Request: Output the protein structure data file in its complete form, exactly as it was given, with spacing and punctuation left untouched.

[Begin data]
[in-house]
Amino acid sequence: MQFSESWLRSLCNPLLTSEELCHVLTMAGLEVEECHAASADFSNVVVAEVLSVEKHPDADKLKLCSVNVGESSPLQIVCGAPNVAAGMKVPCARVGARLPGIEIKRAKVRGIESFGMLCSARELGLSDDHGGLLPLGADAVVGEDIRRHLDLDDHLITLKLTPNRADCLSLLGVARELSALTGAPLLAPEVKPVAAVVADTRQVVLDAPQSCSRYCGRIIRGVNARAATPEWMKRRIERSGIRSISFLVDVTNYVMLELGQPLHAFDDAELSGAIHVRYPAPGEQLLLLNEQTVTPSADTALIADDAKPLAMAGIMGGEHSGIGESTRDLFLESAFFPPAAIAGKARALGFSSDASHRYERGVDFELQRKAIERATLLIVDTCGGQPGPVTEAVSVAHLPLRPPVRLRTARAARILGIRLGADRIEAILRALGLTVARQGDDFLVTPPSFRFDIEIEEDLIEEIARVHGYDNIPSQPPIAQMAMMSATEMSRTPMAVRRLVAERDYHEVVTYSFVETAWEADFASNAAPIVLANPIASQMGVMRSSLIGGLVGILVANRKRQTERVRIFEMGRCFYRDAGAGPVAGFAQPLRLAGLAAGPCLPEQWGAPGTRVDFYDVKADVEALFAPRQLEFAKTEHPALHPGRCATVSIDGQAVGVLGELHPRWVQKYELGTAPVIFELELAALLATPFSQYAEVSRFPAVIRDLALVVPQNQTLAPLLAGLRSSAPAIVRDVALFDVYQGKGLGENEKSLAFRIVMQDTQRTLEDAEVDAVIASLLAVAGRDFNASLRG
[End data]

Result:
[in-house]
Amino acid sequence: MQFSESWLRSLCNPLLTSEELCHVLTMAGLEVEECHAASADFSNVVVAEVLSVEKHPDADKLKLCSVNVGESSPLQIVCGAPNVAAGMKVPCARVGARLPGIEIKRAKVRGIESFGMLCSARELGLSDDHGGLLPLGADAVVGEDIRRHLDLDDHLITLKLTPNRADCLSLLGVARELSALTGAPLLAPEVKPVAAVVADTRQVVLDAPQSCSRYCGRIIRGVNARAATPEWMKRRIERSGIRSISFLVDVTNYVMLELGQPLHAFDDAELSGAIHVRYPAPGEQLLLLNEQTVTPSADTALIADDAKPLAMAGIMGGEHSGIGESTRDLFLESAFFPPAAIAGKARALGFSSDASHRYERGVDFELQRKAIERATLLIVDTCGGQPGPVTEAVSVAHLPLRPPVRLRTARAARILGIRLGADRIEAILRALGLTVARQGDDFLVTPPSFRFDIEIEEDLIEEIARVHGYDNIPSQPPIAQMAMMSATEMSRTPMAVRRLVAERDYHEVVTYSFVETAWEADFASNAAPIVLANPIASQMGVMRSSLIGGLVGILVANRKRQTERVRIFEMGRCFYRDAGAGPVAGFAQPLRLAGLAAGPCLPEQWGAPGTRVDFYDVKADVEALFAPRQLEFAKTEHPALHPGRCATVSIDGQAVGVLGELHPRWVQKYELGTAPVIFELELAALLATPFSQYAEVSRFPAVIRDLALVVPQNQTLAPLLAGLRSSAPAIVRDVALFDVYQGKGLGENEKSLAFRIVMQDTQRTLEDAEVDAVIASLLAVAGRDFNASLRG